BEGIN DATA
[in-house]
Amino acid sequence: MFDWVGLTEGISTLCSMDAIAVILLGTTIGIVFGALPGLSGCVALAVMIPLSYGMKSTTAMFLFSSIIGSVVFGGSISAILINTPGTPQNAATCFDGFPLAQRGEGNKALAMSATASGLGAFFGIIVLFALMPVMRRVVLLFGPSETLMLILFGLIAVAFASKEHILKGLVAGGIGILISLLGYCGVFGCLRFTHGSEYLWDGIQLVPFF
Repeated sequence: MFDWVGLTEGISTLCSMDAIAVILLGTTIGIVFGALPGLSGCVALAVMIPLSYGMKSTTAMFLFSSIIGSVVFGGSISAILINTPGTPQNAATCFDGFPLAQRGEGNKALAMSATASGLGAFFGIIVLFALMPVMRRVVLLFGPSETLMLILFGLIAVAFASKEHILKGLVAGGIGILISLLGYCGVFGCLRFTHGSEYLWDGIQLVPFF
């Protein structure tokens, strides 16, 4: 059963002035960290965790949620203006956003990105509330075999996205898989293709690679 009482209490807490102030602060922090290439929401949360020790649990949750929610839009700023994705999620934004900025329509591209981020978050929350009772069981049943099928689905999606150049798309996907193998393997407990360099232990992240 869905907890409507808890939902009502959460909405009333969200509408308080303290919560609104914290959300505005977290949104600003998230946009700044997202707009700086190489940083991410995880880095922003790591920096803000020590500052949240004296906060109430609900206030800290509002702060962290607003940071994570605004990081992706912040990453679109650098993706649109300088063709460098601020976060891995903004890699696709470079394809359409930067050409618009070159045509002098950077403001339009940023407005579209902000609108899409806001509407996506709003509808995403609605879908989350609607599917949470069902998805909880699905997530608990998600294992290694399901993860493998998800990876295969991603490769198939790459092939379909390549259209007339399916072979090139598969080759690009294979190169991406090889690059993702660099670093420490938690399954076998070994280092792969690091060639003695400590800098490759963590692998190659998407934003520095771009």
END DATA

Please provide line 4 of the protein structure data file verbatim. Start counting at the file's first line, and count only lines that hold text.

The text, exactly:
């Protein structure tokens, strides 16, 4: 059963002035960290965790949620203006956003990105509330075999996205898989293709690679 009482209490807490102030602060922090290439929401949360020790649990949750929610839009700023994705999620934004900025329509591209981020978050929350009772069981049943099928689905999606150049798309996907193998393997407990360099232990992240 869905907890409507808890939902009502959460909405009333969200509408308080303290919560609104914290959300505005977290949104600003998230946009700044997202707009700086190489940083991410995880880095922003790591920096803000020590500052949240004296906060109430609900206030800290509002702060962290607003940071994570605004990081992706912040990453679109650098993706649109300088063709460098601020976060891995903004890699696709470079394809359409930067050409618009070159045509002098950077403001339009940023407005579209902000609108899409806001509407996506709003509808995403609605879908989350609607599917949470069902998805909880699905997530608990998600294992290694399901993860493998998800990876295969991603490769198939790459092939379909390549259209007339399916072979090139598969080759690009294979190169991406090889690059993702660099670093420490938690399954076998070994280092792969690091060639003695400590800098490759963590692998190659998407934003520095771009």